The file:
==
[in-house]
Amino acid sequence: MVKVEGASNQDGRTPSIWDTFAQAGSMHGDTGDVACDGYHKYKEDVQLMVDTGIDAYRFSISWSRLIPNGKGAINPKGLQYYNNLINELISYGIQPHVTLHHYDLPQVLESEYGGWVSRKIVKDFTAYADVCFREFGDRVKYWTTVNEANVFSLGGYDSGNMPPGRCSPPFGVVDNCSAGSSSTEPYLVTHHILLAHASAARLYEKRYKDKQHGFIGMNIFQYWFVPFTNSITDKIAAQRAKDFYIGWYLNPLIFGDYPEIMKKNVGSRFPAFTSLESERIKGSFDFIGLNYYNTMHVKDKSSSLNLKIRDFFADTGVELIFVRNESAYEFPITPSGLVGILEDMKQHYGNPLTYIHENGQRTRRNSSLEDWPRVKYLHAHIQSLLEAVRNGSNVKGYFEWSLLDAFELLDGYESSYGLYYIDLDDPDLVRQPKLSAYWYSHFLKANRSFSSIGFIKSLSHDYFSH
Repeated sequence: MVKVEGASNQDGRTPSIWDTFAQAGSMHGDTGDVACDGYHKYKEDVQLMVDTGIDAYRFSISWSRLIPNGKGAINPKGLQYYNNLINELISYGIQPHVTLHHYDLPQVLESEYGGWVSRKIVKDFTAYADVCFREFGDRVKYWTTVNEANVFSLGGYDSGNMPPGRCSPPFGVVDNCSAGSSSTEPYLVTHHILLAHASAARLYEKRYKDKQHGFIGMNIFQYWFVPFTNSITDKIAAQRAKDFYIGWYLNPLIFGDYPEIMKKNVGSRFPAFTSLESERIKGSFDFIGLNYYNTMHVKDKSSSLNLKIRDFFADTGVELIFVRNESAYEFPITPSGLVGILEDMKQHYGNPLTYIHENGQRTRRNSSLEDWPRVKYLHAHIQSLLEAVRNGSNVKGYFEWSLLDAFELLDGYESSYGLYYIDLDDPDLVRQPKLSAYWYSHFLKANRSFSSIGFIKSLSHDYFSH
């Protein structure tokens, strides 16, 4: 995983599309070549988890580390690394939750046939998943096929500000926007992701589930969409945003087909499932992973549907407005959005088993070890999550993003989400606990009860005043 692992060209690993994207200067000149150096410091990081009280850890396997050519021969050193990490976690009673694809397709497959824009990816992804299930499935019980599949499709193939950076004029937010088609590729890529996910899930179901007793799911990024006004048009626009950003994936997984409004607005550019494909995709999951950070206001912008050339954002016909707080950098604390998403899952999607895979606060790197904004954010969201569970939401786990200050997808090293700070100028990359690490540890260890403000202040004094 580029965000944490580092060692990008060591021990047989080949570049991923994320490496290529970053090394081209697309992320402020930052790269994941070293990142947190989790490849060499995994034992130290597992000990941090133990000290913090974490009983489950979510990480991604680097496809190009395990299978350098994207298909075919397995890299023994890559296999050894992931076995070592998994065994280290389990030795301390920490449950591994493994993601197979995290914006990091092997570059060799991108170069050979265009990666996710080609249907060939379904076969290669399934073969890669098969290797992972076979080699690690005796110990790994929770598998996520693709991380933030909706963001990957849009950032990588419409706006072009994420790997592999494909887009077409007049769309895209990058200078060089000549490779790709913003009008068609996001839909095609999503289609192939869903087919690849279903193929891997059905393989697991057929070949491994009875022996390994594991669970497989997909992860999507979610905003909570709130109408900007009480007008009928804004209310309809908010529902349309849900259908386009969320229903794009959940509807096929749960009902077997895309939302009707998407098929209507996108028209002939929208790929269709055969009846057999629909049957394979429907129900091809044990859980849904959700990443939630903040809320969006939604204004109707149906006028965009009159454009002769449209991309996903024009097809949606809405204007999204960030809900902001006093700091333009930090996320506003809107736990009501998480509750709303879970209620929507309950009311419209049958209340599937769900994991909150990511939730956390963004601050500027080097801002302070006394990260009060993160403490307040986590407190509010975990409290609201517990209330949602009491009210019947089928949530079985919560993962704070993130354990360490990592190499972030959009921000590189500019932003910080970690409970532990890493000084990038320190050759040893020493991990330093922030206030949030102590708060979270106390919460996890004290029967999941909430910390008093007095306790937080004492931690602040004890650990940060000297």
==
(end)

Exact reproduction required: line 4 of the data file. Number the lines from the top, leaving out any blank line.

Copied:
């Protein structure tokens, strides 16, 4: 995983599309070549988890580390690394939750046939998943096929500000926007992701589930969409945003087909499932992973549907407005959005088993070890999550993003989400606990009860005043 692992060209690993994207200067000149150096410091990081009280850890396997050519021969050193990490976690009673694809397709497959824009990816992804299930499935019980599949499709193939950076004029937010088609590729890529996910899930179901007793799911990024006004048009626009950003994936997984409004607005550019494909995709999951950070206001912008050339954002016909707080950098604390998403899952999607895979606060790197904004954010969201569970939401786990200050997808090293700070100028990359690490540890260890403000202040004094 580029965000944490580092060692990008060591021990047989080949570049991923994320490496290529970053090394081209697309992320402020930052790269994941070293990142947190989790490849060499995994034992130290597992000990941090133990000290913090974490009983489950979510990480991604680097496809190009395990299978350098994207298909075919397995890299023994890559296999050894992931076995070592998994065994280290389990030795301390920490449950591994493994993601197979995290914006990091092997570059060799991108170069050979265009990666996710080609249907060939379904076969290669399934073969890669098969290797992972076979080699690690005796110990790994929770598998996520693709991380933030909706963001990957849009950032990588419409706006072009994420790997592999494909887009077409007049769309895209990058200078060089000549490779790709913003009008068609996001839909095609999503289609192939869903087919690849279903193929891997059905393989697991057929070949491994009875022996390994594991669970497989997909992860999507979610905003909570709130109408900007009480007008009928804004209310309809908010529902349309849900259908386009969320229903794009959940509807096929749960009902077997895309939302009707998407098929209507996108028209002939929208790929269709055969009846057999629909049957394979429907129900091809044990859980849904959700990443939630903040809320969006939604204004109707149906006028965009009159454009002769449209991309996903024009097809949606809405204007999204960030809900902001006093700091333009930090996320506003809107736990009501998480509750709303879970209620929507309950009311419209049958209340599937769900994991909150990511939730956390963004601050500027080097801002302070006394990260009060993160403490307040986590407190509010975990409290609201517990209330949602009491009210019947089928949530079985919560993962704070993130354990360490990592190499972030959009921000590189500019932003910080970690409970532990890493000084990038320190050759040893020493991990330093922030206030949030102590708060979270106390919460996890004290029967999941909430910390008093007095306790937080004492931690602040004890650990940060000297």